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Report: SC prison killings on the rise

Prisoners who kill often face little additional punishment, court records indicated

By Jeffrey Collins
Associated Press

COLUMBIA, SC — Larry Moore was watching “Ellen” in a South Carolina prison when he heard a scream. Fellow cellblock inmate Tommie Wilson was bleeding from his face and running, in vain, for his life.

Another prisoner caught up to Wilson, stabbed him with a long knife and bashed him with a lock slung inside a sock at Tyger River Correctional Intuition in Spartanburg County, according to a State Law Enforcement Division report on the 2008 killing.

Augustus Bookert, serving five years for armed robbery, was charged with murder, which carries 30 years to life. However, he accepted a deal, pleaded guilty to voluntary manslaughter and got just 12 additional years behind bars, according to court records.

The deal fits a pattern in the cases of prisoners killed by other inmates in South Carolina over the past two decades: Prisoners who kill often face little additional punishment.

Prosecutors likely have several high-profile prison killing cases to come. Two inmates are awaiting trial on accusations they killed four inmates in an attempt to get the death penalty. And while the investigation continues, criminal charges seem almost certain against prisoners who killed seven inmates in an April riot.

They are among the 20 prison homicides in South Carolina since 2017. All 20 cases remain open.

Several other Southern states, including Alabama, are also facing sharp increases of killings behind bars. While national statistics aren’t kept on how prison killers are punished, experts said holding inmates who kill accountable through the legal system is crucial to keeping other prisoners safe.

The Associated Press used an open records request to gather data on South Carolina prison homicides since 1997, then reviewed court records and its own news archive to learn the outcomes.

Prosecutors won convictions in 18 of 26 closed cases involving the deaths of inmates at the hands of fellow prisoners in the past 20 years. More than half of the 18 convicted inmates got sentences of 20 years or less.

Of those 18 convicted prisoners, only three received a life sentence and two were given the death penalty. At least six were already serving life without parole. The rest can still expect to be released one day if they remain healthy. At least six cases remain unsolved.

Prosecutors face a persistent challenge: It’s hard to find a deterrent when the prison killers are already serving lengthy sentences.

One inmate made the problem painfully clear when he told the AP last year that after killing four inmates he was upset because he likely wouldn’t get the death penalty he wanted.

A former prison director said he understands that slain prisoners often make unsympathetic victims, and prosecutors have limited resources.

“A solicitor looks at the case, the perp is already serving a life sentence and the victim is already a convicted felon — and more often than not, one of the 20 percent that are the worst folks behind bars,” said Jon Ozmint, who directed the South Carolina Department of Corrections from 2003 to 2011.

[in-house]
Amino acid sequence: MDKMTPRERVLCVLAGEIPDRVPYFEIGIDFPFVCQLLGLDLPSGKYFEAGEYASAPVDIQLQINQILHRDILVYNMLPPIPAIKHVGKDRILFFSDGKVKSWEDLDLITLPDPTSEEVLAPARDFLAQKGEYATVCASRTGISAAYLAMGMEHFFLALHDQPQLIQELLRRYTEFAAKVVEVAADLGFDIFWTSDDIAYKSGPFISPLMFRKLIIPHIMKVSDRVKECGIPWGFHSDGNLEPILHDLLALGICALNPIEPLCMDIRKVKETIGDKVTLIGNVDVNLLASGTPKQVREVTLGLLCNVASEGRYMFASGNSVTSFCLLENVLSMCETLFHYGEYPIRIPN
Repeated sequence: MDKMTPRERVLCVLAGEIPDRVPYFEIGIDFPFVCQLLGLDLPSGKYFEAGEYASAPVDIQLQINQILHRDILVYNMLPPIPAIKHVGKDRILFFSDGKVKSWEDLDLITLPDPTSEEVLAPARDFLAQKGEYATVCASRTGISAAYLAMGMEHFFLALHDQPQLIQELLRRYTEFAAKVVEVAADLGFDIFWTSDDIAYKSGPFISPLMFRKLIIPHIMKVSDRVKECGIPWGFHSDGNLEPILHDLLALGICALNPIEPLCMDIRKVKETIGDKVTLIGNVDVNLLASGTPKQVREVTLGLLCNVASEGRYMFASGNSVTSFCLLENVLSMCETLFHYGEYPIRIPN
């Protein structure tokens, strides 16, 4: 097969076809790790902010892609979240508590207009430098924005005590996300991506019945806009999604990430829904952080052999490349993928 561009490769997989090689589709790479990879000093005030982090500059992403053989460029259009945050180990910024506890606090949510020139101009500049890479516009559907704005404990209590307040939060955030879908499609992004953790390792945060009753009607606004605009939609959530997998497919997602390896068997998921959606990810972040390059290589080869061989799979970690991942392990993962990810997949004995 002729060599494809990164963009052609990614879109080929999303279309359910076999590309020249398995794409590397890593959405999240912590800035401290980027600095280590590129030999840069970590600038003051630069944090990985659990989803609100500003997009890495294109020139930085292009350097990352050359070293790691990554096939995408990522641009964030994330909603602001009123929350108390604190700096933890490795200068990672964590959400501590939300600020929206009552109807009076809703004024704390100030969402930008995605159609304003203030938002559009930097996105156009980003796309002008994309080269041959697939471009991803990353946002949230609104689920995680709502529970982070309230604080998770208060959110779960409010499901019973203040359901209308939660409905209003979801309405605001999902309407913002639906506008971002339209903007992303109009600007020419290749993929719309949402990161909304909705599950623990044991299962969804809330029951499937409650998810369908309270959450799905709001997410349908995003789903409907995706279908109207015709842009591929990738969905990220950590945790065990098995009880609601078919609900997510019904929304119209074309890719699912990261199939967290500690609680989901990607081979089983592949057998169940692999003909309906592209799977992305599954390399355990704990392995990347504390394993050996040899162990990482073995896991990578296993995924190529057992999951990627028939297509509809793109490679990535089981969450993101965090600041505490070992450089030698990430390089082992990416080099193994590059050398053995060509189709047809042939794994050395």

Bryan Stirling, the current director of South Carolina prisons is a former prosecutor. He understands why prosecutors would put more importance on a case where the killer who isn’t convicted will walk free, as opposed to a case where the killer is already behind bars.

But Stirling also understands the need to protect inmates behind bars and keep order. He has doubled the number of investigators in state prisons from 25 to 50, which can both help determine what caused the killings and other crimes and tamp down smaller conflicts before they turn deadly.

And he said a prisoner who kills a fellow inmate will likely face consequences.

“Even if they don’t get more time, their stay changes dramatically. They can lose all their privileges. The housing unit can go from general population to a very restrictive unit where they are allowed out for only a short length of time,” Stirling said.

In Wilson’s case, details of the decade-old killing were readily available.

Twenty inmates, including Moore, identified Bookert as Wilson’s killer. Many of them told the same story — that Wilson had either beaten up or accidentally hit a friend of Bookert’s during a fight a few hours earlier on April 17, 2008, according to the investigative report.

But the prosecutor who worked out the deal is no longer with the office, said Murray Glenn, a spokesman for the 7th Circuit Solicitor’s Office.

“It is difficult to speak about the sequence of events that led up to the 12-year prison sentence without having her perspective,” Glenn said in an email. “Crimes that occur in prison are often difficult to prosecute because of a lack of credible witnesses. Some witnesses are reluctant to talk because of concerns over their safety and others are difficult to find when it is time to take a case to court.”

South Carolina prisons have only become more deadly in recent years. State agents are still investigating the deaths of seven inmates during an April riot at Lee Correctional Institution. No charges have been filed yet.

And in April 2017, authorities said inmates Denver Simmons and Jacob Phillip lured four mentally ill inmates to their cell at Kirkland Correctional Institution and killed them one-by-one.

Simmons told the AP he was already serving a life sentence for murder and hoped to get the death penalty. But afterward, he learned South Carolina has no lethal injection drugs and hasn’t executed anyone since 2011.

“I did it all, I did it for nothing,” he said. “So that makes it especially bad for me, you know?”

Simmons and Phillip are awaiting trial for the inmate killings.

Prosecutors haven’t decided whether to seek the death penalty.